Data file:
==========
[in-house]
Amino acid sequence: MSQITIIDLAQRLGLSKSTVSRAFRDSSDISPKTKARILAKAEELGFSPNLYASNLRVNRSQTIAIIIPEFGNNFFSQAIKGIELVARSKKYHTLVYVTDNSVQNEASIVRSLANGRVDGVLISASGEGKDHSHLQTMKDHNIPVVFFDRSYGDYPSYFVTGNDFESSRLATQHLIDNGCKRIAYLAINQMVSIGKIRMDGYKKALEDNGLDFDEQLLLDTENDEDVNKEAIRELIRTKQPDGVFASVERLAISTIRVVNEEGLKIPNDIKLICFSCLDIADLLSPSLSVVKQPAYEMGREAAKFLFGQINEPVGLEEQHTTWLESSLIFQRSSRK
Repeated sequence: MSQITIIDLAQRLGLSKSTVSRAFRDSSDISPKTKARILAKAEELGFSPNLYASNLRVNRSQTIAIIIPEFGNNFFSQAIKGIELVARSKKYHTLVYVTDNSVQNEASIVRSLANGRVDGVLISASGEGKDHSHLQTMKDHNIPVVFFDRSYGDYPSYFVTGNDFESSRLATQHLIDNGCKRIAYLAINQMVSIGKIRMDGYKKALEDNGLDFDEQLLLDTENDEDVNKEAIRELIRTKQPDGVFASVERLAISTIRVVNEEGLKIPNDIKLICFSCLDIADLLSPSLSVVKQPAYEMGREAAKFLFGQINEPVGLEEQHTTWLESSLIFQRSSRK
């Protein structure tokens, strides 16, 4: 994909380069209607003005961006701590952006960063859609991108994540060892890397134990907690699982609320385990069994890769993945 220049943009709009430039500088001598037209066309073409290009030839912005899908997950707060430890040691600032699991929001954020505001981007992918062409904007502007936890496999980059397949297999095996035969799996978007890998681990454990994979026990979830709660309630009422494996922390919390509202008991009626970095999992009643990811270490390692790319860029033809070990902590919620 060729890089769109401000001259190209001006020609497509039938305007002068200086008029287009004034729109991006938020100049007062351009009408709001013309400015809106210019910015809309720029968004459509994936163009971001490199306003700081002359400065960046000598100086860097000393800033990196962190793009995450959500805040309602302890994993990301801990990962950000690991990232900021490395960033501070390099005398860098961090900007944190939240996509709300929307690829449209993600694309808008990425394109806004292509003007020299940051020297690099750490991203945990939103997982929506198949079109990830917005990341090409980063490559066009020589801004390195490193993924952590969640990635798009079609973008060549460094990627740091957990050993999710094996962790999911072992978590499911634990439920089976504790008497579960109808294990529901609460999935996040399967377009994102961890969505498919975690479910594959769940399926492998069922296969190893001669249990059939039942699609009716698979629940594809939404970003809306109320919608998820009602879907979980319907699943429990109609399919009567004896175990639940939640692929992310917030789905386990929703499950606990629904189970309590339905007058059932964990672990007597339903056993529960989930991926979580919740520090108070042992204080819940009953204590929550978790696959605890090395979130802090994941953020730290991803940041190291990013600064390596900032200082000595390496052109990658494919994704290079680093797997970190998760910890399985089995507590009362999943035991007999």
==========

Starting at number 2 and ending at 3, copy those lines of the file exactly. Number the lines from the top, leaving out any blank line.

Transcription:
Amino acid sequence: MSQITIIDLAQRLGLSKSTVSRAFRDSSDISPKTKARILAKAEELGFSPNLYASNLRVNRSQTIAIIIPEFGNNFFSQAIKGIELVARSKKYHTLVYVTDNSVQNEASIVRSLANGRVDGVLISASGEGKDHSHLQTMKDHNIPVVFFDRSYGDYPSYFVTGNDFESSRLATQHLIDNGCKRIAYLAINQMVSIGKIRMDGYKKALEDNGLDFDEQLLLDTENDEDVNKEAIRELIRTKQPDGVFASVERLAISTIRVVNEEGLKIPNDIKLICFSCLDIADLLSPSLSVVKQPAYEMGREAAKFLFGQINEPVGLEEQHTTWLESSLIFQRSSRK
Repeated sequence: MSQITIIDLAQRLGLSKSTVSRAFRDSSDISPKTKARILAKAEELGFSPNLYASNLRVNRSQTIAIIIPEFGNNFFSQAIKGIELVARSKKYHTLVYVTDNSVQNEASIVRSLANGRVDGVLISASGEGKDHSHLQTMKDHNIPVVFFDRSYGDYPSYFVTGNDFESSRLATQHLIDNGCKRIAYLAINQMVSIGKIRMDGYKKALEDNGLDFDEQLLLDTENDEDVNKEAIRELIRTKQPDGVFASVERLAISTIRVVNEEGLKIPNDIKLICFSCLDIADLLSPSLSVVKQPAYEMGREAAKFLFGQINEPVGLEEQHTTWLESSLIFQRSSRK